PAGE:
This systematic review and the meta-analysis were conducted according to the Preferred Reporting Items for Systematic Reviews and Meta-Analyses (PRISMA) guidance [14]. The study protocol was registered in the PROSPERO database (www.crd.york.ac.uk/prospero/; registration number: CRD42019144764). We firstly set outcomes from clinical importance and then performed a systematic research to acquire literature. We searched and identified randomized controlled trials in MEDLINE, Cochrane Central Register of Controlled Trials (CENTRAL), Pubmed and EMBASE databases on November 2018, using the search strategy provided in the on-line supplement. We also conducted a search of ClinicalTrials.gov (www.ClinicalTrials.gov). Only publications described in English were considered. As the inclusion criteria, participants had a diagnosis of stable COPD according to the GOLD report’s diagnostic criteria. Randomized controlled trials comparing LABA and LAMA were included if they evaluated any of our outcomes of interest with at least 12 weeks of treatment duration. In addition, studies with subgroup analysis of comparisons of LAMA/LABA combination therapy with the individual components were also included. Open labeled-tiotropium groups and unblinded studies were excluded from the analysis.

Data collection and risk of bias assessment

At least two review authors (AK, MY, TI and NF) screened the titles and abstracts of all studies identified by the search strategy to check their eligibility. Next, full text assessments were performed to identify the studies for inclusion, and the data were retrieved from the eligible studies. At least two review authors (AK, MY, TI and NF) assessed the risk of bias in the eligible studies according to the recommendations in the Cochrane Handbook for Systematic Reviews of Interventions 5.1.0. If there were discrepancies in the data collection or assessment of the risk of bias, the review authors resolved the disagreements through discussion.

Outcomes of interest

The included outcomes of interest in the current study were as follow: i) exacerbations (number of patients experiencing one or more exacerbations), ii) St George’s Respiratory Questionnaire (SGRQ) score change from the baseline, iii) transitional dysponea index (TDI) score change from the baseline, iv) trough forced expiratory volume in one second (FEV1) change from the baseline, and v) adverse events (total adverse events and serious adverse events).

Statistical analysis

We analyzed dichotomous data as Mantel-Haenzsel odds ratios (OR) and continuous data as mean difference with 95% confidence intervals (CI) using Review Manager Software version 5.3 (Cochrane Library Software, Oxford, UK). We carefully checked whether the data were shown with standard deviation in each study and analyzed the data after the conversion from standard error to standard deviation if the data were shown as standard error. Inconsistency among studies was assessed by I2 statistic test. Publication bias was examined using funnel plots and assessed visually, and decided by Egger’s tests using R version 3.6.1 (The R Foundation for Statistical Computing Platform) if applicable. A subgroup analysis was performed in each drug included in the LABA and LAMA group and major adverse events. Quality of evidence was measured in accordance with the Grading of Recommendations Assessment, Development and Evaluation (GRADE), and absolute estimates of effect for the outcomes were also evaluated [15].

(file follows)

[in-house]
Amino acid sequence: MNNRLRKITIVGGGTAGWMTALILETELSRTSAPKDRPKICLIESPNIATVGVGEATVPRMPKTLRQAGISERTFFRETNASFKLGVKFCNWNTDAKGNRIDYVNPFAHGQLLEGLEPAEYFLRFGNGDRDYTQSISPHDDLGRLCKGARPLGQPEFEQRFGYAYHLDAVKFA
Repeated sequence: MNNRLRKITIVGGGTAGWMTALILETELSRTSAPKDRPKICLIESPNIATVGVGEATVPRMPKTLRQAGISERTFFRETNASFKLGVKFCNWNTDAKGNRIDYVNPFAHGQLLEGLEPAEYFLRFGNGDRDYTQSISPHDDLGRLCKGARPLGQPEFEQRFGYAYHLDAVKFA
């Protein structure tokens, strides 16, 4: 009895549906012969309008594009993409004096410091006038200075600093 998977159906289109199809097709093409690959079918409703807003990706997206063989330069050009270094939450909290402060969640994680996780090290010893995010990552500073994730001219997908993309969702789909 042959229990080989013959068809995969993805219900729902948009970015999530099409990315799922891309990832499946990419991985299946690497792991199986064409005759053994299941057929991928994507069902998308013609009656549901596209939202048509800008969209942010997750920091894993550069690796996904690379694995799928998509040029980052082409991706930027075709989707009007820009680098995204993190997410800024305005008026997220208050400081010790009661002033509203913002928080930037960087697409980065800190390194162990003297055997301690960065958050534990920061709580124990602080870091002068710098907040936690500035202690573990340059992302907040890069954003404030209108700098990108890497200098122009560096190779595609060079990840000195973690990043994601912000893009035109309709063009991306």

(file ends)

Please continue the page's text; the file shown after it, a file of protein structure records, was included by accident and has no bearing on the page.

Results

Characteristics of selected studies

Search strategies yielded 1023 candidate studies, excluding duplicates. After full-text assessment, we excluded 7 trials [16,17,18,19,20,21,22] and finally identified a total of 19 RCTs eligible for the meta-analysis (Fig. 1 and additional file: Table S1). These studies were published from 2002 to 2018 and their characteristics are summarized in Table 1 and additional file: Table S2.

Fig. 1
figure1

Flow diagram of study selection

Table 1 Characteristics of included studies

Eight studies evaluating the effects of tiotropium compared with salmeterol (four studies) [9, 23,24,25], indacaterol (two studies) [8, 26], vilanterol (one study) [27] and olodaterol (one study) [28], six studies evaluating the effects of glycopyrronium or glycopyrrolate compared with indacaterol (three studies) [29,30,31] and formoterol (three studies) [32,33,34], two studies evaluating the effects of umeclidinium compared with vilanterol [35, 36], and three studies evaluating the effects of aclidinium compared with formoterol were included [37,38,39]. Two extension trials (D’Urzo 2017 and Hanania 2017) [32, 39] from other studies and one trial (Mahler 2016) [31] for safety assessment were included. Therefore, data from these trials were carefully selected not to count the same patients twice (Additional file: Table S2). All the studies were randomized double to quadra blinded controlled trials. Twelve studies’ data were derived from the individual components of subgroup analysis in the comparison of the LAMA/LABA combination therapy. Participants were at least 40 years of age, current or ex-smokers with a smoking history of 10 pack-years or more, and the severity of the disease was moderate to severe. Treatment period was from 12 to 52 weeks.